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This morning we retuned to Marsa Bareika armed with reels of tape measure and 30 metre lead lines ready for surveying. Myself, Katie and Jenny were doing our first survey with the lead line, a weighted piece of thin rope with markings at 10cm intervals. We laid it down at the edge of the reef plate, in straight line sections secured with elastic bands and then swam along it identifying any corals that fell under the line and noting the size of them. This is more difficult than it sounds, as we had to duck down to see the corals closely enough and measure them, but we got there in the end. I must have swallowed a fair amount of seawater in the process!
After a break, we were back in, but this time using a tape measure the boys had laid in the morning. As expected, there is a massive difference between the two methods, the lead line pretty much stays exactly where you put it, but the tape measure (even though it is secured) sways with the wave action and is generally a bit of a pain to work with. The only positive I can see for this method is that it is easier to get accurate measurements of the size of the corals.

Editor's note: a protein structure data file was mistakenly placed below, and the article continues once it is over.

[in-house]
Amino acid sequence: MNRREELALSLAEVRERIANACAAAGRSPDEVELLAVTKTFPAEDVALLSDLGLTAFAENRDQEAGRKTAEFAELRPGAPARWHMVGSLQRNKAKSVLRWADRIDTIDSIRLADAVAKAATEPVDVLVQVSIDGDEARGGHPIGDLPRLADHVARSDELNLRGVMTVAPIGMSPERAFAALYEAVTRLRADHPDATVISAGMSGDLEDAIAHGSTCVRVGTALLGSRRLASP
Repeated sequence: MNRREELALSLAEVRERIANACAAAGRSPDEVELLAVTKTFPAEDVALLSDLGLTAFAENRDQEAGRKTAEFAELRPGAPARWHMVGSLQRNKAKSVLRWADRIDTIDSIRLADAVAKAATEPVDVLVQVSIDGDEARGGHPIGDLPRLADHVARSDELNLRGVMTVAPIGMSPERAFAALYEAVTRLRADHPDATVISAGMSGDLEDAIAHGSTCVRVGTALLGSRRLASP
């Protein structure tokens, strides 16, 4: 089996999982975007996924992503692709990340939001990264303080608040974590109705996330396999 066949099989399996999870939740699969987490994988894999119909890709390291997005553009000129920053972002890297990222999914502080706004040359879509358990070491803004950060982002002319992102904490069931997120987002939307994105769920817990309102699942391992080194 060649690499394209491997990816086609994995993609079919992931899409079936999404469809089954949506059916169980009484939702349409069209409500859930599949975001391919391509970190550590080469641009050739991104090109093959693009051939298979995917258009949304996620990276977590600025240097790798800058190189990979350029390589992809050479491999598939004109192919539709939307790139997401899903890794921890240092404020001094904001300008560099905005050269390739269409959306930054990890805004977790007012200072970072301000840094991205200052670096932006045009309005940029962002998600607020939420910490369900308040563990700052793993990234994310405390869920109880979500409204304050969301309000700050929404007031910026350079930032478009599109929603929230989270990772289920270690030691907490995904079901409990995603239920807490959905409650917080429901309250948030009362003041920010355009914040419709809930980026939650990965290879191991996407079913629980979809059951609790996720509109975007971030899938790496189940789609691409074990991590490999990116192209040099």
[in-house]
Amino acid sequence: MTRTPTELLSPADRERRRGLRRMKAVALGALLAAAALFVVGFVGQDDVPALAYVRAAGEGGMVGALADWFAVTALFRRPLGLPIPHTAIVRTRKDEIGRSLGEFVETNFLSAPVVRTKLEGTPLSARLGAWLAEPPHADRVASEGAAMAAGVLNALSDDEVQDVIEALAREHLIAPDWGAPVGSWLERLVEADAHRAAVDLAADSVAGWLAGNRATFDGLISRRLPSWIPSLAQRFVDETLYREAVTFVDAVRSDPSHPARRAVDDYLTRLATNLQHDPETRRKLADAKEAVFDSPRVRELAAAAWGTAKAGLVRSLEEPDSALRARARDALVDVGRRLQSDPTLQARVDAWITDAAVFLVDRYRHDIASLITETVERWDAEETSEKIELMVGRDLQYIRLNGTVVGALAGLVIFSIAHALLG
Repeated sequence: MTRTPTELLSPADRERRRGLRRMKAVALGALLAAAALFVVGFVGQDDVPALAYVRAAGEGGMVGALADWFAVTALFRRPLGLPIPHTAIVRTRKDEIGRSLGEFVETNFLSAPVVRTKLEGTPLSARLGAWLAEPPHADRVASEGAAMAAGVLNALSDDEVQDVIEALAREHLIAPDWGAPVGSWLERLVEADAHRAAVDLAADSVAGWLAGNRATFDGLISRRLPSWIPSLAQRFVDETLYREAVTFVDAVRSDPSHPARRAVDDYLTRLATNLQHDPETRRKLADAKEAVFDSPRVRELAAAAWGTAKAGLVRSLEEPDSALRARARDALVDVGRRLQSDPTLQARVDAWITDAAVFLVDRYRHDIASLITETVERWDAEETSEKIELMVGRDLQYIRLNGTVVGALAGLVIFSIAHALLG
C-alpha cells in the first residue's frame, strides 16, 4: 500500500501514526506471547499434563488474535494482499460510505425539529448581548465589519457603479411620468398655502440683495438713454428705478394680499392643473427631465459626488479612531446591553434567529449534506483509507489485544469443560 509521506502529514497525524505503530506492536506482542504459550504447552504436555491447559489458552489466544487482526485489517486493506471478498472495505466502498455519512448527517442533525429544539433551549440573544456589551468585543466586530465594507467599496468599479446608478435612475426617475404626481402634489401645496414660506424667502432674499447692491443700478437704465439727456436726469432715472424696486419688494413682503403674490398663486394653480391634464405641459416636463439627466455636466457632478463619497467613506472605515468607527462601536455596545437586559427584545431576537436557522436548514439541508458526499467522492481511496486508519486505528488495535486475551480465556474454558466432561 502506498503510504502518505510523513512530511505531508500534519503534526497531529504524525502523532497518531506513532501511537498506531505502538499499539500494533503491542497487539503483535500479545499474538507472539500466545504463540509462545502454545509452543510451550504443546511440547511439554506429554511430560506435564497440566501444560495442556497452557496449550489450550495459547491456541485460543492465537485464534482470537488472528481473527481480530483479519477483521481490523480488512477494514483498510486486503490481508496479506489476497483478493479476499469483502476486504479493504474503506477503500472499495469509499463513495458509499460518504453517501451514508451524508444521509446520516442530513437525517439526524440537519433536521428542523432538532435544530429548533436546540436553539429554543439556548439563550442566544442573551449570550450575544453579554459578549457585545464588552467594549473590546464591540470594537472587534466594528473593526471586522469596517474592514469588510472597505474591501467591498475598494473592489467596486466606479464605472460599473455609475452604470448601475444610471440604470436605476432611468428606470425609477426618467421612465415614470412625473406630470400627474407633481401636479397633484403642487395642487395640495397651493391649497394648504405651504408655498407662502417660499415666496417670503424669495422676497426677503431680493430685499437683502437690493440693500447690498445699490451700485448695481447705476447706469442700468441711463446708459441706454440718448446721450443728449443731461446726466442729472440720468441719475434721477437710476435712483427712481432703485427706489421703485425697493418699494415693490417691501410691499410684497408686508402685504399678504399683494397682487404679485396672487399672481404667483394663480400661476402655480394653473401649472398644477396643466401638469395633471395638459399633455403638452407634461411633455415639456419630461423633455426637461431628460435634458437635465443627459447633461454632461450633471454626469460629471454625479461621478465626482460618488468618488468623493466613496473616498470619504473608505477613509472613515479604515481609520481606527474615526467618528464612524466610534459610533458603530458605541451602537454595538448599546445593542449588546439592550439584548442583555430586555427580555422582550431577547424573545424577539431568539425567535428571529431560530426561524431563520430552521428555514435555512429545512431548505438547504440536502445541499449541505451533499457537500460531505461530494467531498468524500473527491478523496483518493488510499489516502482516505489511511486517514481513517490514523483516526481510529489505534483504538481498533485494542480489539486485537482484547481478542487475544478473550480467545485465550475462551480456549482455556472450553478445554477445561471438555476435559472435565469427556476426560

Back at the centre, we analysed our data and found the true percentage of coral cover for the area. If I'd been asked yesterday to estimate how much coral was present, I may have said around 40-50% of the reef was covered with corals, but the transect data actually showed that only 20% at most, of the reef was covered in coral! I think when you see a reef with beautiful branching corals you assume that a large area of the rock is inhabited, but when you get close, you find that the core of the coral only takes up a small amount of the reef itself.
The evening's lecture was on fish survey methods, in preparation for tomorrow. We will be doing a survey of butterfly fish - time to get the book out and learn all 18 species!
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